..and when the sun rises again tomorrow, we'll see how far we've come ...

..and when the sun rises again tomorrow, we'll see how far we've come ...

... just to remind myself why I'm doing this ...

Depending on our personalities, the world can be a crowded place or a very lonely one. For those who seek comfort in numbers, there is no shortage of hangers on, but for those who avoid that circus, keeping thier own counsel can leave them feeling quite alone and disengaged from the mad place we call home. Life is a trade off and most of us choose how we live it.

For me, I'd rather work things out as best I can, using my own thoughts and feelings to sort things out. Following the crowd has never been a temptation to me, but that has its price, one that I'm totally comfortable with every day I get to stand up and be the person I aspire to be. When I sometimes lose track of who that is, I come here to remember, to reconnect and to resume my quest.

These posts are a reflection of some of what matters to me and it's a privilege to have the opportunity to collect these thoughts as they form in my head, as they prepare the way for my life, as it evolves from one day to the next. They re-inspire me when things seem to be floating about, with no particular aim or purpose, and it does happen from time to time.

So, today I had these thoughts that I think are worth writing down for the future me to look back on when I need to ...

Tuesday, May 14, 2013

we've got a "gamechanger" opportunity ... let's not blow it

see also Sept 24, 2012, Feb 13, '13, and Mar 30 '13 posts

With the main street location presently occupied by a discount store about to return to "empty" status, there is a rare and absolutely ideal opportunity to make a very significant impact on the downtown "econoscape", one that would render most of the teardrop measures being assembled under the "vitalization" effort now underway as inconsequential because ultimately they will be ineffective as long-term revitalizers.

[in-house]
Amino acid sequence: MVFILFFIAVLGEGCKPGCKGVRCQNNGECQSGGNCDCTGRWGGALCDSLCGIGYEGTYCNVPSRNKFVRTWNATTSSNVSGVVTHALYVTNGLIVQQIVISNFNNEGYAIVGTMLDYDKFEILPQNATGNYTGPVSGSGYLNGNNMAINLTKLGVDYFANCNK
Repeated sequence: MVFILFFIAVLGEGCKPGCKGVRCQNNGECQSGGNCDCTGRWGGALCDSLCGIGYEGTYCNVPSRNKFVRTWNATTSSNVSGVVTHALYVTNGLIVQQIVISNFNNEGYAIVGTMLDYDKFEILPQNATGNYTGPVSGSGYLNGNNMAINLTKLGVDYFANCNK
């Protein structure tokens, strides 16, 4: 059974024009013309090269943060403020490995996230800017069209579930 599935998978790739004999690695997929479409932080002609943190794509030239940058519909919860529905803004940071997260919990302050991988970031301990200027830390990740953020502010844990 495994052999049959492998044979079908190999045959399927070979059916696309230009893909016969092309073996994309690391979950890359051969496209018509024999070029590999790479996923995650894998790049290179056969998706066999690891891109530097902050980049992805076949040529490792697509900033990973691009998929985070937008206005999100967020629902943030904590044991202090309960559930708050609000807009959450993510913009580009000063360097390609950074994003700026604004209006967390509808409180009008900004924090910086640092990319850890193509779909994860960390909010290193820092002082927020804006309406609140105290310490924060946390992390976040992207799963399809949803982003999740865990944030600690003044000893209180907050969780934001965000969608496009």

At the spirited launch of the "Downtown Vitalization Project" earlier this year, I presented an idea to the folks looking for input. This idea involves changing the focus of downtown from a 'retail centre' to an 'essential services centre'. In today's world, retail is omnipresent to the extent that it seeks to inject itself into every waking minute of our lives. The internet has managed to do that with little effort. Why then do we still 'need' yet another shopping opportunity in the form of a somewhat inconvenient arrangement like a downtown, especially one that can't come close to providing those things that the consumer wants and needs day in and day out? Trying to SELL that concept is resource-intensive and ultimately pretty well unachievable in a long-term scenario. At best, it will spark some temporary interest that will fade even faster than it has all the times before. One of the bigger factors is the unstable nature of the econoscape of the downtown. One never knows what they'll find there from one visit to the next or the next; it's a crapshoot and it feels like a waste of time for the busy consumer.

For the middle and senior age cohort, their non-leisure world is focused on essential services, and many of those services require personal contact and interaction with the consumer. For them, shopping is a diversion and no longer the 'business part of their day' that it once was. For the younger crowd, their needs are being met by the huge all-in-one retailers and on-line vendors far more successfully than a street-front retail location could hope to do. That leaves street-front retail in a squeeze for limited dollars and limited demands.